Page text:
Qarase was way too laid-back and indecisive as a national leader.I had bombarded him with emails,letters and faxes, since the first year of his administration, asking him to take out Voreqe?
    I continue to send him email till Voreqe went through with his threats and kicked his a-s-s to Mavana.
    Who knows, if he had acted decisively the minute his Government and democracy was threatened by his Military commander, our rights and freedoms may have been protected.
    I for one thinks that we need to pick a no non-sense leader for our next PM and Qarase should really bow out gracefully and let other carry the baton to the finishing line.

  2. Fiji Forward Says:

    Brother you sound so familiar but then why bother going back to Rabuka years, you must have been in his Govt to support him now!!! Rt Mara is what Fiji is today!!, LQ did nothing to move Fiji forward and brought his own demise upon himself. One perfect example is the Suva – Nadi Highway and Monasavu Dam, who did both those significant things in our country?? Rt Mara!! the man did it for all of us!! Kai Viti, Kai dia, Kai China, you name it. What have the other two done?? totally nothing, not even for their own provinces, Lau and Cakaudrove got even poorer when LQ and Rambo were in power. So tell me another story brother because its sounding more like a broken record player. Victor Lal, I have nothing against the man but he talks crap, simple as that, utter rubbish.

  3. amazon Says:

    @Fiji Forward & Ben Hur – Gentlemen, you both raise valid points but you’re both still way off the mark. What has been the common denominator in all 4 coups this sorry country has been thru?

    So who gives a flying hoot about who did what, which province got more money, infrastructure than the other, which ethnic group outsmarted the other. In other words, this is not the time to be pointing our fingers all over the place or at each other

    WE ARE WHERE WE ARE gentlemen…. our country is completely screwed up bigtime… and many argue has been screwed over since 1987.

    So everyone may have equally fcuked up!! And what we need to do know is to listen to one another, admit our weaknesses, failures, the failures of our past leaders etc and try to resolve our issues and differences which can only be achieved within a ‘genuine’ democratic framework that respects and upholds the rule of law.

    And so for you ForwardFiji – if you don’t like Victor Lal, who cares? I like him plus I’m a big fan of his too and that counts right? If you don’t agree with his arguments posted here by SV, then why are you screaming at us – just simply refute it… and oh boy, you have one hell of a job on your hands trying to persuade me!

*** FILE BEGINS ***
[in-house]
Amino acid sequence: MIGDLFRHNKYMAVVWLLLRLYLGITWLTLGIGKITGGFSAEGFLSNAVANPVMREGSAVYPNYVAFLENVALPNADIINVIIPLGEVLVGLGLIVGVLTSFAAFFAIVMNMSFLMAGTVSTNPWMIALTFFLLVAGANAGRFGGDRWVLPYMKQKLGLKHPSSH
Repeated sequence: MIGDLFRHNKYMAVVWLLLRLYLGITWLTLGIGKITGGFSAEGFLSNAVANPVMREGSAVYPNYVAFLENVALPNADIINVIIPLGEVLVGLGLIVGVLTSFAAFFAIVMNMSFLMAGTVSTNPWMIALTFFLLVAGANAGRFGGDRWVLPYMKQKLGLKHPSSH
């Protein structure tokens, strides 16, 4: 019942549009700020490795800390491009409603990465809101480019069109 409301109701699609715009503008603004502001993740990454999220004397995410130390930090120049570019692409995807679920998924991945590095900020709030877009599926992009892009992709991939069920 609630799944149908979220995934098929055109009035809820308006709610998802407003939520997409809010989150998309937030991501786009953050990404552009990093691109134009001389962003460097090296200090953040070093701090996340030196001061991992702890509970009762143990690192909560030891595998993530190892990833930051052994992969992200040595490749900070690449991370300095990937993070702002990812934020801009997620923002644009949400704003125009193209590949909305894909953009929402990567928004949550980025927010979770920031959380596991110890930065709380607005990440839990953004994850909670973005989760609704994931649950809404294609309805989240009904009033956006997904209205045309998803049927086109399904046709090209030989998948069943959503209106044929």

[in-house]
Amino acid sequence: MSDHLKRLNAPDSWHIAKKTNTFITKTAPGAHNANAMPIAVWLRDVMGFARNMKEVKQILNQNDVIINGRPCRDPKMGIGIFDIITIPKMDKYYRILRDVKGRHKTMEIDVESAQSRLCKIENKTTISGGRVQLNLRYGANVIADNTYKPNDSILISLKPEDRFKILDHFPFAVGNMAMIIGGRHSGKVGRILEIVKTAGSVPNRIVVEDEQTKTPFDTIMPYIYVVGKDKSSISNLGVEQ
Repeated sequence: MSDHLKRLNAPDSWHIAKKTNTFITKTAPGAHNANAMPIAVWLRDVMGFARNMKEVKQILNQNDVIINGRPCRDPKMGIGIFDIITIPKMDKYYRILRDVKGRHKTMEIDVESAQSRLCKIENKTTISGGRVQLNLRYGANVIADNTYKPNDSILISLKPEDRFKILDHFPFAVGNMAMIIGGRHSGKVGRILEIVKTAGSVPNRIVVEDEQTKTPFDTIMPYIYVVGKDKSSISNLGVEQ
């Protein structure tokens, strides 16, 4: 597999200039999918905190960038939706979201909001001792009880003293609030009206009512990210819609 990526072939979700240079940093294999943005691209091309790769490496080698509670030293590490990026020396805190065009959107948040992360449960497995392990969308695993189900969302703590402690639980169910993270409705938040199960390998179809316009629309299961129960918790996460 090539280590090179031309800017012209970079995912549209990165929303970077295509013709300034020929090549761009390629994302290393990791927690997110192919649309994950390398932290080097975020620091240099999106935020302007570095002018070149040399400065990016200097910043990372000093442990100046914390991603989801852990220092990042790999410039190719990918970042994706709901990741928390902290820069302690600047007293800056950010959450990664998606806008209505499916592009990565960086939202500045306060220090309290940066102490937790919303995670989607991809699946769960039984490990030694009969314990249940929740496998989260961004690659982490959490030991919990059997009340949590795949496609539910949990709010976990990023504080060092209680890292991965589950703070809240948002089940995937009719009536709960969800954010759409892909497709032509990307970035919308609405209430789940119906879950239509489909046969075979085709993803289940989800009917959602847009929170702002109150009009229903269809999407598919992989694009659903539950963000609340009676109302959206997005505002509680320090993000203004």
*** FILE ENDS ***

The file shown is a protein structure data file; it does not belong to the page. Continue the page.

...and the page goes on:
Otherwise, don’t ask anyone to believe you over VL when you’re hopping mad, pointing fingers all over the place. Gosh, you sound like you’re already dancing in a boxing ring. Tsk…tsk…just take a deep breathe and calm down.

  4. at least Says:

    Good one Amazon..I may say amazing…..

  5. FijiGirl Says:

    Agreed, Amazon – VL backs up his expose with facts and intelligent reasoning and is well worth listening to.

    Most of VL’s critics mouth off with knee-jerk responses typical of those not accustomed to deep thought or articulating considered opinions, in other words, those who are used to taking orders and not questioning them.

    Keep ’em coming, Professor Lal. Hang the malodorous Chodokant high, where we can all watch him swing and squirm.

    God bless Fiji

  6. soro Says:

    FF – u sound like Ului-kobo ranting and raving from the camp. Get a life mate !

    LQ is a gentle man with high morals and decency who liked to do things by the letter of the law … it may be that it is unfortunate for him in the political arena that he has no Micheavellian virtues (like those displayed by Jim Sir-na-dena Ahkoy) , but you have no right to condemn him on hear-say…… show us the proof rambo!

  7. freedomfighter Says:

    MONDAY NOVEMBER 3, 2008 FIIJI SUN
    Pages 7, 10 and 11
    By VICTOR LAL
    Bainimarama was
    due to be arrested:
    Deposed minister

  8. ex Fiji Tourist Says:

    Yes freedomfighter, it is a great read in The Sun today.

    I hope injustice gates reads it and works out how biased his misjudgement is.

  9. Striker Says:

    When justice is turned to injustice by the Courts, what hope does a society have except of the people taking the law into their own hands?

  10. Corruption Fighter Says:

    Apart from meticulously documenting the thuggish tactics of Bainimarama and his officers to put so much fear into Qarase and his family to the point the ousted Prime Minister was effectively sentenced to internal exile, Victor Lal pinpoints the main flaw in the judgment by Gates. This was the way in which Gates relied so heavily on the “invisible powers” of ancient English kings as his legal precedent to justify the prerogative in sanctioning the President’s actions.

    When you understand that it is not difficult to see the Gates judgment as being nothing short of an exercise in pure colonialism. And to try and pull off that sort of stunt in a country that has been a republic and therefore independent of the British crown for more than a generation only shows how desperate the High Court was to put its totally counterfeit seal of approval on the treasonous actions of the dictator and his motley crew.

    I say that this is not over by a long shot and the only way for the supporters of democracy to get on top of it is to keep up the pressure. Victor Lal has done freedom and democracy an invaluable service in his exposure of Chaudhry and now he has embarked on this analysis of how a kangaroo court works. The Fiji Sun and SV should be congratulated for running his articles. The only way to beat Bainimarama and his compliant stooges like Gates is to keep hanging them out in the bright glare of the public gaze, where others can see them for what they are and where the world can make an informed judgment of their criminality.